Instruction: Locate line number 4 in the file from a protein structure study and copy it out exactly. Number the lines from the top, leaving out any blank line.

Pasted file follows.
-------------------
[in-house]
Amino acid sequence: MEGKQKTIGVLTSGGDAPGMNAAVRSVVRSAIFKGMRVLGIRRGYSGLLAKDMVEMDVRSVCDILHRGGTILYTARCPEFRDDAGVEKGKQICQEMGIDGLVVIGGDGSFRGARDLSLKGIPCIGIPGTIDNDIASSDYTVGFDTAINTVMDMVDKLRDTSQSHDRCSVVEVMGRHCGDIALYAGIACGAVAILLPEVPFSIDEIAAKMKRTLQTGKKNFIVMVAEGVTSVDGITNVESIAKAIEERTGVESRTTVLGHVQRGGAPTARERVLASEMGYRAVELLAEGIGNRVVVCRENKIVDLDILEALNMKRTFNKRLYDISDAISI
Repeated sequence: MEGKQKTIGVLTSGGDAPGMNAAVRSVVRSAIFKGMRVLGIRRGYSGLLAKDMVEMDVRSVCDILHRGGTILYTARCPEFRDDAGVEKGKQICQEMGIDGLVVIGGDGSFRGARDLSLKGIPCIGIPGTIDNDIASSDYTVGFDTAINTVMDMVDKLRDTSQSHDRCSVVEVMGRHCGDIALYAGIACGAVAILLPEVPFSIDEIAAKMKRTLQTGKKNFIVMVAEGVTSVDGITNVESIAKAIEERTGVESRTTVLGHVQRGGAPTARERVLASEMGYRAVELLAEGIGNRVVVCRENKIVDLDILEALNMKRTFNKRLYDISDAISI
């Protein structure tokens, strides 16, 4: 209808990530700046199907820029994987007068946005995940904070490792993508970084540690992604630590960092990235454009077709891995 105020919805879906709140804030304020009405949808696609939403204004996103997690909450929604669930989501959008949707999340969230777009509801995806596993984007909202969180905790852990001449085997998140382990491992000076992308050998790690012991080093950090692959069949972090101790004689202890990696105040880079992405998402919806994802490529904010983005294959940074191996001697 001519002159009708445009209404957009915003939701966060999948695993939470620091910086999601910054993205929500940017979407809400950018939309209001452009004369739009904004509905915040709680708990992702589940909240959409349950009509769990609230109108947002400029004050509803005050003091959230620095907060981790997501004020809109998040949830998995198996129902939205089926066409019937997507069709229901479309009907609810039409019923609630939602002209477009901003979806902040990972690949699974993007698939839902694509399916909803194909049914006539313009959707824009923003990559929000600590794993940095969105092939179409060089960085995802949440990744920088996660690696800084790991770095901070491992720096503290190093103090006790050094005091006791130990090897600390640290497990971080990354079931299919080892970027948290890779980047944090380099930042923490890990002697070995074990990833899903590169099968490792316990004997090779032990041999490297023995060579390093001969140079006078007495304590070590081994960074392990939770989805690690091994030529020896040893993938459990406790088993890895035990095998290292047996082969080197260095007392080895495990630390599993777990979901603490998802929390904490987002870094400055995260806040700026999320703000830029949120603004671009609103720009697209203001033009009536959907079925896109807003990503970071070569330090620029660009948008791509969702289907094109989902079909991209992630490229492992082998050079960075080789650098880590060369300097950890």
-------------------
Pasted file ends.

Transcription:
């Protein structure tokens, strides 16, 4: 209808990530700046199907820029994987007068946005995940904070490792993508970084540690992604630590960092990235454009077709891995 105020919805879906709140804030304020009405949808696609939403204004996103997690909450929604669930989501959008949707999340969230777009509801995806596993984007909202969180905790852990001449085997998140382990491992000076992308050998790690012991080093950090692959069949972090101790004689202890990696105040880079992405998402919806994802490529904010983005294959940074191996001697 001519002159009708445009209404957009915003939701966060999948695993939470620091910086999601910054993205929500940017979407809400950018939309209001452009004369739009904004509905915040709680708990992702589940909240959409349950009509769990609230109108947002400029004050509803005050003091959230620095907060981790997501004020809109998040949830998995198996129902939205089926066409019937997507069709229901479309009907609810039409019923609630939602002209477009901003979806902040990972690949699974993007698939839902694509399916909803194909049914006539313009959707824009923003990559929000600590794993940095969105092939179409060089960085995802949440990744920088996660690696800084790991770095901070491992720096503290190093103090006790050094005091006791130990090897600390640290497990971080990354079931299919080892970027948290890779980047944090380099930042923490890990002697070995074990990833899903590169099968490792316990004997090779032990041999490297023995060579390093001969140079006078007495304590070590081994960074392990939770989805690690091994030529020896040893993938459990406790088993890895035990095998290292047996082969080197260095007392080895495990630390599993777990979901603490998802929390904490987002870094400055995260806040700026999320703000830029949120603004671009609103720009697209203001033009009536959907079925896109807003990503970071070569330090620029660009948008791509969702289907094109989902079909991209992630490229492992082998050079960075080789650098880590060369300097950890």